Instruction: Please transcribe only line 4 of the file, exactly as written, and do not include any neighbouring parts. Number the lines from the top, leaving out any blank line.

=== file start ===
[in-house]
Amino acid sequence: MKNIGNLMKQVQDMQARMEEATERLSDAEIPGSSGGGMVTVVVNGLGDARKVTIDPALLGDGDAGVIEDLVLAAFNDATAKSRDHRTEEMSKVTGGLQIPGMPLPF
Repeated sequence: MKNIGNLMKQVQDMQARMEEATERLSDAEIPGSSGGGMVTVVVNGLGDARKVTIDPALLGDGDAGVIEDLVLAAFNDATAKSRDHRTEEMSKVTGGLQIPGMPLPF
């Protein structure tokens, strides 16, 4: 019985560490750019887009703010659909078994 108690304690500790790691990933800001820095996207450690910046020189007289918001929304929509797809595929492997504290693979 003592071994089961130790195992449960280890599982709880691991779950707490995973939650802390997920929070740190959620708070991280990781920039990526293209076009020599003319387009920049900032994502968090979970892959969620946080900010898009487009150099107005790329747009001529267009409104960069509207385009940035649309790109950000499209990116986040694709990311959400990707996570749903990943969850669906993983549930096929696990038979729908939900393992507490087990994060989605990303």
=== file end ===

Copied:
């Protein structure tokens, strides 16, 4: 019985560490750019887009703010659909078994 108690304690500790790691990933800001820095996207450690910046020189007289918001929304929509797809595929492997504290693979 003592071994089961130790195992449960280890599982709880691991779950707490995973939650802390997920929070740190959620708070991280990781920039990526293209076009020599003319387009920049900032994502968090979970892959969620946080900010898009487009150099107005790329747009001529267009409104960069509207385009940035649309790109950000499209990116986040694709990311959400990707996570749903990943969850669906993983549930096929696990038979729908939900393992507490087990994060989605990303």